|Period||Late Triassic Period 200 million years ago|
|Length||4 to 5 inches (10 to 12 cm)|
Megazostrodon (meg-uh-ZOSS-troh-don) was a small, shrew-like mammal that first evolved during the Late Triassic Period some 200 million years ago, about the same time as some of the earliest dinosaurs like Coelophysis and Eoraptor. It was first discovered in 1966 in Lesotho, Africa by Ione Ruder, but it wasn't described until two years later by A.W. Crompton and F.A. Jenkins Jr.
Megazostrodon was a small, shrew-like animal between 10 to 12 centimetres (3.9 to 4.7 in) long which probably ate insects and small reptiles. It is thought to have been nocturnal as it had a larger brain than earlier cynodonts and the enlarged areas of its brain were found to be those that process sounds and smells. This was probably in order to avoid being in competition with the reptiles or becoming prey to the dinosaurs.
Although considered a close relative of mammals, it did have some non-mammalian characteristics inherited from its predecessors: the first two vertebrae (atlas and axis) were still unfused as in earlier cynodonts, and it only had three sacral vertebrae instead of the usual mammalian five. An interclavicle is also present, which is still present in monotremes but lost in the line leading to therian mammals.
Megazostrodon is the best-known genus of the family Megazostrodontidae, part of the larger group Morganucodonta. The other members of this family that are currently known are Indozostrodon, Dinnetherium, Wareolestes and Brachyzostrodon. The megazostrodontids used to be classified as members of a group of mammals called the triconodonts, which are thought to have evolved from a specific group of cynodonts during the late Triassic and early Jurassic periods. However, recent classifications consider the megazostrodontids to be mammaliaforms outside of the stricter grouping of Mammalia proper, while the triconodonts remain within the mammalian crown group.
These early mammaliaforms possessed many traits which made them well-suited for an active lifestyle. They had a heterodont dentition consisting of four types of teeth: incisors, canines, premolars and molars, as opposed to the uniform (homodont) teeth of most reptiles. This enabled them to chew and therefore process their food more thoroughly than their reptilian cousins. There is evidence that the movement of the mandible allowed a shearing action to chew food. Their skeletons changed so that their limbs were more mobile, being less laterally splayed, and allowing faster forward motion. They had a short ribcage and large lungs, which allowed efficient respiration. Their lower jaw comprised a single bone — the dentary (as opposed to the multiple bones in the jaws of their ancestors, or seven different bones found in reptilian lower jaws). The other bones which once made up the jaw had reduced, and in later mammals would become incorporated into the middle ear, enhancing their hearing.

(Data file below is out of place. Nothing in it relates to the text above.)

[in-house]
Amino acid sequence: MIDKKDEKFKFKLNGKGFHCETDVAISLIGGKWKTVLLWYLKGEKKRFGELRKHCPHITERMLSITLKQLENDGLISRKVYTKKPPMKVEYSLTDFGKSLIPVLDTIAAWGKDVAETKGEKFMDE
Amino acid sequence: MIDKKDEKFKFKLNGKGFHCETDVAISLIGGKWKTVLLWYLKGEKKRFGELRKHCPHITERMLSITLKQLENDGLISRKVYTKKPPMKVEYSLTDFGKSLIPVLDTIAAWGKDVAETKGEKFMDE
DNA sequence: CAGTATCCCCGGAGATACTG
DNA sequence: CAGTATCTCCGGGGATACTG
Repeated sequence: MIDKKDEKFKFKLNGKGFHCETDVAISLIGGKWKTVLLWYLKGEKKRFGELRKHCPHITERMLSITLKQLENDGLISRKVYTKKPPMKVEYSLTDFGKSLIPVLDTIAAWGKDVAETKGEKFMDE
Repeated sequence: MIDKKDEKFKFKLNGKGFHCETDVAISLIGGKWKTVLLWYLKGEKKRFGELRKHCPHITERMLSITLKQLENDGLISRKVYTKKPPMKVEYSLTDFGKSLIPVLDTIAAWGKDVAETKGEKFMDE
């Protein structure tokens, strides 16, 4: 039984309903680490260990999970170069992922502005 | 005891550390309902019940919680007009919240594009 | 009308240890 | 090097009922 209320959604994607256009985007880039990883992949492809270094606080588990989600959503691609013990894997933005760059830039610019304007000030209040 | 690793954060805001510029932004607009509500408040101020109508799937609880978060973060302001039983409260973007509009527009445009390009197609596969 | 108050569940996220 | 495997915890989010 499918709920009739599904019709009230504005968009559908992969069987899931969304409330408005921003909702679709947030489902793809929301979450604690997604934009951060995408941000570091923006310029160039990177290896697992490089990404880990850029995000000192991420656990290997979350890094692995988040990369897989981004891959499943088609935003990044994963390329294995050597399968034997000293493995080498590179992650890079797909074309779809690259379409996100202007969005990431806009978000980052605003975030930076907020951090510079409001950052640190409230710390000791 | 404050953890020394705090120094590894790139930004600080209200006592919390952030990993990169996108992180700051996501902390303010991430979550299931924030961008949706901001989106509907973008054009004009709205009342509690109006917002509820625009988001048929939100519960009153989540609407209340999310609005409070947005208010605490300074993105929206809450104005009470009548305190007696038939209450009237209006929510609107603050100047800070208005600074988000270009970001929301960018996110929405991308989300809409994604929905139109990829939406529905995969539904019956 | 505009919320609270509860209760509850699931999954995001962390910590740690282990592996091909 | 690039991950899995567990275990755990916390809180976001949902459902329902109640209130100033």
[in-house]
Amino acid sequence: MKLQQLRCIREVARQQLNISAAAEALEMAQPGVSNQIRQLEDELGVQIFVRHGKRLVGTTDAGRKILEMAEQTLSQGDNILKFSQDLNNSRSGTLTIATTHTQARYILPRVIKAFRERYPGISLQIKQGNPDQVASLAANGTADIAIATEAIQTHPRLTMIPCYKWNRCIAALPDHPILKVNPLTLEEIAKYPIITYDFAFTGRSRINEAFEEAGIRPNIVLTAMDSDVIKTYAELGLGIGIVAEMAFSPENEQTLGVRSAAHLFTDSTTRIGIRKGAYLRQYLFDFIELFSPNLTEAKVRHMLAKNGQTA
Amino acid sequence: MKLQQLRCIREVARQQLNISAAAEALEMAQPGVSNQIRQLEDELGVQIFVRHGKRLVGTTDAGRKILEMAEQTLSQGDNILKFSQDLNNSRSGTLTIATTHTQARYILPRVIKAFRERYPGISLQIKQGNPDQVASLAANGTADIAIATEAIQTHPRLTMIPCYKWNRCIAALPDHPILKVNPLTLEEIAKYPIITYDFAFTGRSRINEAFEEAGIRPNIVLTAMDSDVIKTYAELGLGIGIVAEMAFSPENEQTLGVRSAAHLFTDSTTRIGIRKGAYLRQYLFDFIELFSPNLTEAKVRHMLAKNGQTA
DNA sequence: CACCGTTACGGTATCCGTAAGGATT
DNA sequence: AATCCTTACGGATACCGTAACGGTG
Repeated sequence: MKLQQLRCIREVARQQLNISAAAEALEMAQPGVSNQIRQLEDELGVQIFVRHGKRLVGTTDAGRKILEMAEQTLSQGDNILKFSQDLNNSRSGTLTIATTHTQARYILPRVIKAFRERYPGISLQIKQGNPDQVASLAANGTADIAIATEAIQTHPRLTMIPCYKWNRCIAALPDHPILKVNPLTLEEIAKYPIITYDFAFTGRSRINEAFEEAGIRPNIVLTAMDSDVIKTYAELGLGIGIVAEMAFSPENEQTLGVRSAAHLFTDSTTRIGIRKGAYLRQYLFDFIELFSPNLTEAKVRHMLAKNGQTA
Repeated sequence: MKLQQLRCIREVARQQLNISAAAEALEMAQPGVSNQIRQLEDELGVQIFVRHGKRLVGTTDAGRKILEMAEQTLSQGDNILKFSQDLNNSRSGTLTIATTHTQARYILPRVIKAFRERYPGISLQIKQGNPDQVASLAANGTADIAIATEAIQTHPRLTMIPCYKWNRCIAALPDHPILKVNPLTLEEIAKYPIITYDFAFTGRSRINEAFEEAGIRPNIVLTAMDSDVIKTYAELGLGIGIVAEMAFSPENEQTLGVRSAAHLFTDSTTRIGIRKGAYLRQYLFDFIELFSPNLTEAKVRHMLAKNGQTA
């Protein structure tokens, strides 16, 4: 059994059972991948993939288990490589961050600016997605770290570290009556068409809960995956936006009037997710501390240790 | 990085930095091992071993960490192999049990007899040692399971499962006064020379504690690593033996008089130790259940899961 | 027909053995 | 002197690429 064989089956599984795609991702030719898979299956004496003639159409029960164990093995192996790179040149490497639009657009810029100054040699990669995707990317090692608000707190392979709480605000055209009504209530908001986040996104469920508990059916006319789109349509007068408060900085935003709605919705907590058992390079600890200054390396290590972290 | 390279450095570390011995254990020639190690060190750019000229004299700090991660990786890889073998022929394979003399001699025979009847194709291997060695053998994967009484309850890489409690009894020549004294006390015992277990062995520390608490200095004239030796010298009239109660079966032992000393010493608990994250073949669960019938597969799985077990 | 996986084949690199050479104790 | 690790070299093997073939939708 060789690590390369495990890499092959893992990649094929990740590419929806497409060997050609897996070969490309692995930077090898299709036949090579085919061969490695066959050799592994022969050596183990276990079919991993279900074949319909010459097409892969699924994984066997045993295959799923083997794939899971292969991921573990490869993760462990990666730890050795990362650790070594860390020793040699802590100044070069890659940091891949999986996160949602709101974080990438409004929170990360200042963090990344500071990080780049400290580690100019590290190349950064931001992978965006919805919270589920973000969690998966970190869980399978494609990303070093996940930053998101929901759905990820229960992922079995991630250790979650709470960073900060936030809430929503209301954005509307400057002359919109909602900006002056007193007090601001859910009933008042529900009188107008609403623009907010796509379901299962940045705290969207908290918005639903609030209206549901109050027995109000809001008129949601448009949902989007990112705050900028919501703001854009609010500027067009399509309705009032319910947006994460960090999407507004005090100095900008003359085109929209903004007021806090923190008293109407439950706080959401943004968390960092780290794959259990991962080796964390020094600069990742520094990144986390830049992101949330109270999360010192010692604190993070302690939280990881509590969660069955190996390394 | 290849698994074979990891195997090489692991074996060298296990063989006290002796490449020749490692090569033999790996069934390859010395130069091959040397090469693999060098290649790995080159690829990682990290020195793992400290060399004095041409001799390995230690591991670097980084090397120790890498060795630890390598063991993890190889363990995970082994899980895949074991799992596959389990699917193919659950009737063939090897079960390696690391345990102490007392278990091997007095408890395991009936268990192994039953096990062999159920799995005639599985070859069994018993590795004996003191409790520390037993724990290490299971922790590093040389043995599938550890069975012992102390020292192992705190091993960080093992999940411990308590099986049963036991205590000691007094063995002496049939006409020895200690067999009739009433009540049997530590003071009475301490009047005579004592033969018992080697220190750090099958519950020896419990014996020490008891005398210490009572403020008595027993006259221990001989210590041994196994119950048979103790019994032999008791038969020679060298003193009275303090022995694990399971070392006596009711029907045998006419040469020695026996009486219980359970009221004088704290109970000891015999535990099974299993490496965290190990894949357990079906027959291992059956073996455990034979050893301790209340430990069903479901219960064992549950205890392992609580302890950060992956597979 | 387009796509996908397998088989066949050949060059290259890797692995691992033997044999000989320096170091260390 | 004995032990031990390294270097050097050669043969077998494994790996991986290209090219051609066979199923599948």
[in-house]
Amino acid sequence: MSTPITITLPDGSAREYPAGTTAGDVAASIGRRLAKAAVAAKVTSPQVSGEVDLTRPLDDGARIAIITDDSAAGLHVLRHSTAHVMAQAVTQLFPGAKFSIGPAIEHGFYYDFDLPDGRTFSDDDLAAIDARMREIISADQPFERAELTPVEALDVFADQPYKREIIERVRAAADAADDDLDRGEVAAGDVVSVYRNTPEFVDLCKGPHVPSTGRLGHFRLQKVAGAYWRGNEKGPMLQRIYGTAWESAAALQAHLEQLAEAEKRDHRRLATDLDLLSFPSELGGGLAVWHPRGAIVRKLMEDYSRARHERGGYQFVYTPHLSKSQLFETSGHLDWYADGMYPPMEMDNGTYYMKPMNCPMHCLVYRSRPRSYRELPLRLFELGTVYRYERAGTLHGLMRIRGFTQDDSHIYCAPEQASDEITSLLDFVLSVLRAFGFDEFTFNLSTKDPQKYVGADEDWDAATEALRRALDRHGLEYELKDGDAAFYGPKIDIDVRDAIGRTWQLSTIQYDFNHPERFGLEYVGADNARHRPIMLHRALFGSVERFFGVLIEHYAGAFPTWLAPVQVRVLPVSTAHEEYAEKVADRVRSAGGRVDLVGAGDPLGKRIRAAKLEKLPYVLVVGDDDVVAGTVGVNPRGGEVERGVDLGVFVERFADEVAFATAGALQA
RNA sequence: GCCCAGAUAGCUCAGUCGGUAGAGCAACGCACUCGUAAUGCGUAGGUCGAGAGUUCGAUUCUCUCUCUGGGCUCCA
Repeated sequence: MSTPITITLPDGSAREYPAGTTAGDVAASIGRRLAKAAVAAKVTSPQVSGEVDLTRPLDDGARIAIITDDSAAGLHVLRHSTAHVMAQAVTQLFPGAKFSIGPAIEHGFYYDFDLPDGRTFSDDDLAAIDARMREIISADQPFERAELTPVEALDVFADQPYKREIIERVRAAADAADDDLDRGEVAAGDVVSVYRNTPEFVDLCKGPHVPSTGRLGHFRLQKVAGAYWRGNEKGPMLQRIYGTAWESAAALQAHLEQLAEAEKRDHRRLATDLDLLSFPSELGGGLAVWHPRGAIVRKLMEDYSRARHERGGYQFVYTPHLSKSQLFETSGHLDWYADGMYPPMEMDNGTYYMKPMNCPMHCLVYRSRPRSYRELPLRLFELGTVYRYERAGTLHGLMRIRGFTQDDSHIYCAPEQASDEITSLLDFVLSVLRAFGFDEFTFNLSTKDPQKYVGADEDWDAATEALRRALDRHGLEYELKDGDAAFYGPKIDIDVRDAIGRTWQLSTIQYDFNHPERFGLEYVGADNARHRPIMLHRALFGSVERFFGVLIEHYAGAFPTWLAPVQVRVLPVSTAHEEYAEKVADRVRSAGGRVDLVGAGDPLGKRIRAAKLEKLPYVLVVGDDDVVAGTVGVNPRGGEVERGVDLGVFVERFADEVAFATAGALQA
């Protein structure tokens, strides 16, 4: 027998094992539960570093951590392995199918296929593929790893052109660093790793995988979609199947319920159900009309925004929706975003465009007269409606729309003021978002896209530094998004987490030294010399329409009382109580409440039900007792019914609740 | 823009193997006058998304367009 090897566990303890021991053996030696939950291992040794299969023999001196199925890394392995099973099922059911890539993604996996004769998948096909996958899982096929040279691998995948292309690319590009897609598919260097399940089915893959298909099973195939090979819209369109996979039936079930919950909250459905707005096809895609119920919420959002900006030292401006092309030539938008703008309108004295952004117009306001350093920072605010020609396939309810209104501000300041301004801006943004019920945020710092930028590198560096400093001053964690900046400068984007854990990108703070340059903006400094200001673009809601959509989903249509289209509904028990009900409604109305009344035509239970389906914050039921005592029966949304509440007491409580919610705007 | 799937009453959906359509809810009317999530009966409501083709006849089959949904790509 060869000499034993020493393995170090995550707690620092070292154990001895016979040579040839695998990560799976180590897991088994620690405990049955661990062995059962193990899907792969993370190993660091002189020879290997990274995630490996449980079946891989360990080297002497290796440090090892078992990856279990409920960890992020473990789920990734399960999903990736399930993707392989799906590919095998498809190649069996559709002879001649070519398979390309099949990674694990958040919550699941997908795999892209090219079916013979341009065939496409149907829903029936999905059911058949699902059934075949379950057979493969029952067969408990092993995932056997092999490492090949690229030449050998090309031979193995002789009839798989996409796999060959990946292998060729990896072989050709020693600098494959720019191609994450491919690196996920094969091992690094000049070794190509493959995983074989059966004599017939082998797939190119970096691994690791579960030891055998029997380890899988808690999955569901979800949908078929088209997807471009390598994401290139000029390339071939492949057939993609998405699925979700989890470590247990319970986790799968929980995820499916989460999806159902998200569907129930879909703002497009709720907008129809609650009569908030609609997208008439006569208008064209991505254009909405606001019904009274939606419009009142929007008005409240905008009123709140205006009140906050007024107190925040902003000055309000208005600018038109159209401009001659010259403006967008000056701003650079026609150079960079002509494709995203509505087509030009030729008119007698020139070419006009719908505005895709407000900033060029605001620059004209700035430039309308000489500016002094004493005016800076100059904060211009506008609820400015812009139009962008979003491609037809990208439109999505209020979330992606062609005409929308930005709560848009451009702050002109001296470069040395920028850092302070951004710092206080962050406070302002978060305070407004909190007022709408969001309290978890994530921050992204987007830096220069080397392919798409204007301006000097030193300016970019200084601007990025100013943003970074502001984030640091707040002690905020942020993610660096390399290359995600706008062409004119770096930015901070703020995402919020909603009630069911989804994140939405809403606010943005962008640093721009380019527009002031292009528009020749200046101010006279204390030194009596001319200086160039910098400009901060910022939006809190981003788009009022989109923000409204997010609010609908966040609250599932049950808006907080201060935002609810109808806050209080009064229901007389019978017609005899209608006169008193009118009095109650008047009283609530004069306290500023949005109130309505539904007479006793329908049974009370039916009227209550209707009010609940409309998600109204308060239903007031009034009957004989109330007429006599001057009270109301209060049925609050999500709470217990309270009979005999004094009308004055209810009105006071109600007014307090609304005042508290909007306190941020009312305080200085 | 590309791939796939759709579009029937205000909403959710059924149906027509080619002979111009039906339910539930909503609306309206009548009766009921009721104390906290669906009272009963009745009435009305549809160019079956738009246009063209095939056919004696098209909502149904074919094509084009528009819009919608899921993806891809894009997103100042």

Probably the most important change in the evolution of the first mammals was that their ancestors, the cynodonts, had become endothermic. This meant that they generated their own body heat, relying on the food they ate to help sustain their body temperature rather than depending on their surrounding environment. This permitted higher, more sustained activity levels during the day than reptiles (reptiles must frequently perform temperature regulation activities such as sun basking and seeking shade). It was probably the key to becoming nocturnal — a major advantage in a world where most predators were active during the day.
Like placentals and possibly Erythrotherium, Megazostrodon is unique among mammaliaforms in lacking epipubic bones. It is likely that Megazostrodon, like the modern monotremes, laid eggs.
The type species M. rudnerae was first discovered in 1966 in the Elliot Formation of Lesotho, southern Africa, by palaeontologist and archaeologist Ione Rudner. It was first described by A.W. Crompton and F.A. Jenkins Jr in 1968. The generic name Megazostrodon means, literally, ‘large girdle tooth’ (from the Greek mega-large, zostros-girdle and don-tooth — referring to the large external cingula of the upper molars). The specific name honours Rudner for her discovery.
A second species, M. chenali, was named in 2015 based on remains found in Saint-Nicolas-de-Port, France. It is named after the French palaeontologist Emmanuel Chenal.
Megazostrodon had many features much like modern-day rodents, and was one of the first creatures to give birth to live young and nurse its young. It is commonly refferred to as the first true mammal, but this is somewhat debated, and some scientists say that it was more like an advanced synapsid than a true mammal. Whether it was or not, Megazostrodon certainly had very mammal-like features, such as fur, whiskers, paws, and sticking-out ears. It was small, only about 5 in (12 cm.) long, with its tail making up most of its length, but its actually man's and all modern-day mammals' closest relative during the early Mesozoic Era. It was most likely an insectivore/omnivore, and probably ate about anything it could. It had long whiskers to help feel its way around in the dark, so it can escape from the predators during the day. It most likely lived in tunnels underground, and possibly fed on some roots or burrowing insect while it was down there or some small dinosaurs.
In Popular Culture
A Megazostrodon named Tiny was featured in a Dink the Little Dinosaur episode, where it helped
Dink get past a bullying sauropod, however, the closest thing to a sauropod Megazostrodon ever saw were the prosauropods like Plateosaurus. It also featured in the fourth Land Before Time movie named Tickles, and is shown to tag alongside the gang, and mostly rode on Spike the Stegosaurus. A family of Megazostrodon appears in Animal Amageddon.